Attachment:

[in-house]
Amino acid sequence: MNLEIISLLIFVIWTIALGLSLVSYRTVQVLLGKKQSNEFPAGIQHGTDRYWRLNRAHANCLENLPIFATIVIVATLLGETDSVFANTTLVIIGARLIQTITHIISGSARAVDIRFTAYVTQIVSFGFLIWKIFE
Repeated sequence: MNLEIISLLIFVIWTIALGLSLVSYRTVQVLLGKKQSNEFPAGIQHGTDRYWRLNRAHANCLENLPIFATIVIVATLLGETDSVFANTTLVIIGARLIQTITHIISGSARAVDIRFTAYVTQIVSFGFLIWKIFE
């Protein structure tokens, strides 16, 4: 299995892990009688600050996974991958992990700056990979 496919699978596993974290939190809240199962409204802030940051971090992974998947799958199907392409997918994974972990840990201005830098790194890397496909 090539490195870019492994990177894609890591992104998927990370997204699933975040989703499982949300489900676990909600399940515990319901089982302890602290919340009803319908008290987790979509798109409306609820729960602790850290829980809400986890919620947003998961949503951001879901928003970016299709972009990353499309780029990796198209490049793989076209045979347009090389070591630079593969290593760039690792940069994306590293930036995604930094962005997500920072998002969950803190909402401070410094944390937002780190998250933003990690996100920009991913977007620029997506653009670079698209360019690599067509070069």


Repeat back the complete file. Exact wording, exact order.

[in-house]
Amino acid sequence: MNLEIISLLIFVIWTIALGLSLVSYRTVQVLLGKKQSNEFPAGIQHGTDRYWRLNRAHANCLENLPIFATIVIVATLLGETDSVFANTTLVIIGARLIQTITHIISGSARAVDIRFTAYVTQIVSFGFLIWKIFE
Repeated sequence: MNLEIISLLIFVIWTIALGLSLVSYRTVQVLLGKKQSNEFPAGIQHGTDRYWRLNRAHANCLENLPIFATIVIVATLLGETDSVFANTTLVIIGARLIQTITHIISGSARAVDIRFTAYVTQIVSFGFLIWKIFE
């Protein structure tokens, strides 16, 4: 299995892990009688600050996974991958992990700056990979 496919699978596993974290939190809240199962409204802030940051971090992974998947799958199907392409997918994974972990840990201005830098790194890397496909 090539490195870019492994990177894609890591992104998927990370997204699933975040989703499982949300489900676990909600399940515990319901089982302890602290919340009803319908008290987790979509798109409306609820729960602790850290829980809400986890919620947003998961949503951001879901928003970016299709972009990353499309780029990796198209490049793989076209045979347009090389070591630079593969290593760039690792940069994306590293930036995604930094962005997500920072998002969950803190909402401070410094944390937002780190998250933003990690996100920009991913977007620029997506653009670079698209360019690599067509070069």